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# Showing that an eigenbasis makes for good coordinate systems

## Video transcript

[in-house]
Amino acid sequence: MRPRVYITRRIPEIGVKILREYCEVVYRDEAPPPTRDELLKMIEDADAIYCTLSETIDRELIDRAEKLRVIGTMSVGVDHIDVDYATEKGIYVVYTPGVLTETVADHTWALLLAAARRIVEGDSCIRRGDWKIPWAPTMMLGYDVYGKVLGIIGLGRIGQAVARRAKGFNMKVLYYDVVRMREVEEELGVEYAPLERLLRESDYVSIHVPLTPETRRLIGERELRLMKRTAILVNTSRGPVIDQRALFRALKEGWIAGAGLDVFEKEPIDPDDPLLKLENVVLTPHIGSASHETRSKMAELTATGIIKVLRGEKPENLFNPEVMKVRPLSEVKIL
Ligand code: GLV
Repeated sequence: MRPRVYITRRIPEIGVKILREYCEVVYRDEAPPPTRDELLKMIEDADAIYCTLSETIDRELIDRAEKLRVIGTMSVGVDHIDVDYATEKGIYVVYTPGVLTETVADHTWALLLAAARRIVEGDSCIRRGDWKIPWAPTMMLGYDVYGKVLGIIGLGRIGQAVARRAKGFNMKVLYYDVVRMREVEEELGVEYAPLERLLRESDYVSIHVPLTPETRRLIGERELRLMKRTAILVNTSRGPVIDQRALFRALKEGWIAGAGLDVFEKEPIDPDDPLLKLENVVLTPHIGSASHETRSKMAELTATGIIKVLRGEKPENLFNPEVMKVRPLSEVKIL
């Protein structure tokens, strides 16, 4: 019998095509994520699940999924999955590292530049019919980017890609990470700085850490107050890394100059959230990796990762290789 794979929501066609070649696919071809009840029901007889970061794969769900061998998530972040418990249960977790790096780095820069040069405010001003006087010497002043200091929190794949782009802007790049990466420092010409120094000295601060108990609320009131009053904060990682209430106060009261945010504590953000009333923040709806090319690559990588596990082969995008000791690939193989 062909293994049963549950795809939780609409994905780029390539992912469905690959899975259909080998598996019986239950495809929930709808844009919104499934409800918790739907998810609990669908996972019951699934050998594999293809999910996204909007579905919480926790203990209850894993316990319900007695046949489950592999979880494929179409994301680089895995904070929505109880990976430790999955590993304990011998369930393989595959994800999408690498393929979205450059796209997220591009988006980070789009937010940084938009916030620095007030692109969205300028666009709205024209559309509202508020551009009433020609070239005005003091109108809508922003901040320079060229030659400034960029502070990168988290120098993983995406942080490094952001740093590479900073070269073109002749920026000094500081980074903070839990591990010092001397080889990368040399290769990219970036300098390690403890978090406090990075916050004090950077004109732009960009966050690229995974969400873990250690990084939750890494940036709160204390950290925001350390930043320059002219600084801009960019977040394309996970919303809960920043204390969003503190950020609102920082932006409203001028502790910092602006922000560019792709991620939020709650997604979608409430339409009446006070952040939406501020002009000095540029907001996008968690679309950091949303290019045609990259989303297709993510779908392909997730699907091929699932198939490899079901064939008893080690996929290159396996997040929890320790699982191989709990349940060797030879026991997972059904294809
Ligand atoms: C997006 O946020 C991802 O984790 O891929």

I've talked a lot about the idea that eigenvectors could make for good basis or good basis vectors so let's explore that idea a little bit more let's say I have some transformation let's say to transformation from RN to RN and it can be represented by the matrix a so the transformation of X is equal to the N by n matrix a to n by n times X now let's say let's say that we have n linearly independent eigen vectors of a so let's say and this isn't always going to be the case but it can often be the case you know it's definitely possible let's say let's assume let's assume that a has n linearly independent eigen vectors eigen vector so I'm going to call them V 1 V 2 all the way through V n now and linearly independent vectors in RN will definitely can definitely be a basis for RN we've seen that multiple times and what I want to show you in this video is that this makes a particularly good basis for this transformation so let's explore that so the transformation of each of these vectors now write it over here the transformation of vector one is equal to a times vector one and since vector one is an eigenvector of a that's going to be equal to some Augen value lambda 1 times vector 1 we could do that for all of them the transformation of vector 2 is equal to a times V 2 which is equal to some I in value lambda 2 times V 2 and I'm just going to skip all of them and just go straight to the nth one is we have n of these eigenvectors you might have a lot more we're just assuming that a has at least n linearly independent eigenvectors in general you could take scaled up versions of these and they'll also be eigenvectors let's see so the of VN is going to be equal to a times VN and because these are all eigenvectors a a times VN is just going to be lambda and some eigenvalue times the vector V n now what are these also equal to well this is equal to and this is probably going to be unbelievably obvious to you but this is the same thing as lambda 1 times v1 plus 0 times v2 plus all the way to 0 times VN and this right here is going to be it's going to be 0 times v1 plus lambda 2 times v2 plus all the way 0 times all of the other vectors VN and then this guy down here this is going to be 0 times v1 plus 0 times v2 plus 0 times all of these basis vectors these eigen vectors but lambda n times VN I mean this is almost stunningly obvious right I just rewrote this as this plus a bunch of 0 vectors but the reason why I wrote that is in the second we're going to find we're going to take this as a basis so we're going to find coordinates with respect to that basis and so this guy's coordinates will be or your lambda 1 0 0 because that's the coefficients on our basis vectors so let's do that so let's say that we have we define this as some basis so B is equal to the set of actually I'm going to write it that way let's say I say that B I have some basis B that's equal to that what I want to show you is that when I do a change of basis so when I do a change of basis so we've seen this before in my standard coordinates or in coordinates with respect to the standard basis you give me some vector in RN I'm going to multiply it times a and you're going to how the transformation of it so it's going to be an RN now we know we can do a change of basis we know we could do a change of basis and in a change of basis if you want to go in that way you multiply by C inverse which is and remember the change of basis matrix C if you want to go in this direction you multiply by C the change of basis matrix is just a matrix with all of these vectors as columns if it's very easy to but if you change your basis from X to our new basis you multiply by the inverse of that we've seen that multiple times if they're all orthonormal then this is the same thing as a transpose we can't assume that though and so this is going to be X in our new basis and if we want to find some transformation if we want to find the transformation matrix for T with respect to our new basis it's going to be some some matrix D and if you multiply D times X you're going to get this guy but you're going to get the B representation of that guy the transformation of the vector X is B representation and if we want to go back and forth between that guy and that guy if we want to go in this direction you can multiply this times C and you'll just get the transformation of X and if you want to go in that direction you could multiply by the inverse of your change of basis matrix we've seen this multiple times already but what I've claimed or I've kind of hinted at is that if I have a basis that's defined by eigenvectors of a that this will be a very nice matrix so this lack be the debate this might be the coordinate system that you want to operate in especially if you're going to apply this matrix a lot if you're going to do this transformation on a lot of different things you're going to do it over and over and over again maybe to the same set then it maybe is worth the overhead to do the conversion and just use this as your as your coordinate system so let's let's see that this is actually this that this will actually be a nice-looking easy to compute with an actually diagonal matrix so we know that the transformation what is the transformation of let's write this in a bunch of different formats let me scroll down a little bit so if I wanted to write the transformation of v1 and B coordinates what would it be it's just going to be equal to well these are the basis vectors right so it's the coefficient on the basis vector so it's going to be it's going to be equal to lambda1 and then it's a bunch of zeros it's lambda one times v1 plus 0 times v2 plus 0 times v3 all the way to 0 times the N that's what it's equal to but it's also equal to to D and we can write D like this D is also transformation between RN and RN just a different coordinate system so D is going to just be a bunch of column vectors D 1 D 2 all the way through D n times this is the same thing as D times our B representation of the vector v1 but what is our B representation of the vector v1 well the vector v1 is just 1 times v1 plus 0 times v2 plus 0 times v3 all the way to all the way to V all the way to 0 times VN v 1 is a basis vector so it's just 1 times itself plus 0 times everything else so that's this is what its representation is in the B coordinate system now what is this going to be equal to and we've seen this before this is a little bit of review I might even be boring you this is just equal to 1 times d1 plus 0 times d2 plus 0 times all the other columns so this is just equal to d1 so we dislike that we have our first column of our matrix D we could just keep doing that now I'll do it multiple times the transformation the transformation of v2 in our new coordinate system orthrus pecked to our new basis is going to be equal to well we know what the transformation of v2 is it's 0 times v1 0 times v1 plus lambda 2 times v2 lambda 2 times V 2 and then plus 0 times everything else 0 times everything else and that's the same thing as d d1 d2 all the way through DN times our B representation of vector - well vector 2 is one of the basis vectors it's just 0 times v1 plus 1 times v2 plus 0 times v3 all the way the rest is 0 so what's this going to be equal to this is 0 times d2 sorry 0 times d1 plus 1 times D 2 and 0 times everything else it's equal to d2 I think you get the general idea I'll do it one more time as to really hammer the point home the transformation of the 10th basis vector which is also an eigen that I can vector of our original matrix a or of our transformation in standard coordinates in B coordinates is going to be equal to what well we wrote it right up here it's going to be a bunch of zeroes it's 0 times all of these guys plus lambda n times VN and this is going to be this guy D 1 D 2 all the way to DN times the B representation of the of the nth basis vector which is just 0 times V 1 0 times V 2 and 0 times all of them except for 1 times V N and so this is going to be equal 0 times D 2 plus 0 times 0 times D 1 plus 0 times D 2 plus 0 times all of these guys all the way to 1 times D n that's going to be equal to DN and just like that we have we know what are what are our transformation matrix is going to look like with respect to this new basis where this basis was defined or it's made up of a but of n linearly independent eigenvectors of our original matrix a so what does d look like d our matrix D is going to look like its first column is right there it's we figure that one out lambda 1 and then we just have a bunch of zeros its second column is right here D 2 is equal to this so it's 0 lambda 2 and then a bunch of zeros and then this is in general the case the nth column is going to have a 0 everywhere except along the diagonal is going to be lambda n it's going to be the eigen value for the nth eigen vector and so the diagonal is going to look and you're going to have lambda 3 all the way down to lambda N and our nth column is lambda n with just a bunch of zeros everywhere so D when we picked this is a neat result when you if if a has n linearly independent eigen vectors and this isn't always the case but you can figure out the eigen vectors and say hey I can take a collection of n of these that are linearly independent then those will be a basis for RN and linearly independent vectors in RN are a basis 4rn and but when you put when you use that basis when you use the I give you linearly independent eigenvectors of a as a basis we call this an eigenbasis eigen eigen basis the transformation matrix with respect to that eigenbasis it becomes a very very nice matrix this is super easy to multiply it's super easy to invert it's super easy to take the determinant of we've seen it multiple times it just has a ton of neat properties it's just a good basis to be dealing with so that's one of you know that's kind of the big takeaway you know in all of linear algebra we did all the stuff with spaces and vectors and all of that but in general vectors are abstract representations of real world I guess you know real world things you could represent a vectors you know the stock returns or you could be a vector of you know whether in a certain part of the country and you can create these spaces based on the number of dimensions and all of that and then you're gonna have transformations you know sometimes when you do about Markov chains your transformations are essentially you know what's the probability of you know after one time increment that's something you know something state will change to something else and then you'll want to apply that matrix many many many many times to see what you know kind of what the stable state is for a lot of things I know I've I'm not explaining any of this to you well but I wanted to tell you that all of linear algebra is really just a very general way to solve a whole universe of problems and what's useful about this is you can have transformation matrices that define these functions essentially on data sets and what we've learned now is that when you look at the eigenvectors and the eigenvalues you can change your basis so that you can solve your problems in much simpler ways and it's all very abstract right now and but you now have the toolkit and you know the rest of your life you kind of have to figure out how to apply this toolkit to specific problems in probability or statistics or finance or you know or modeling weather systems or who knows what else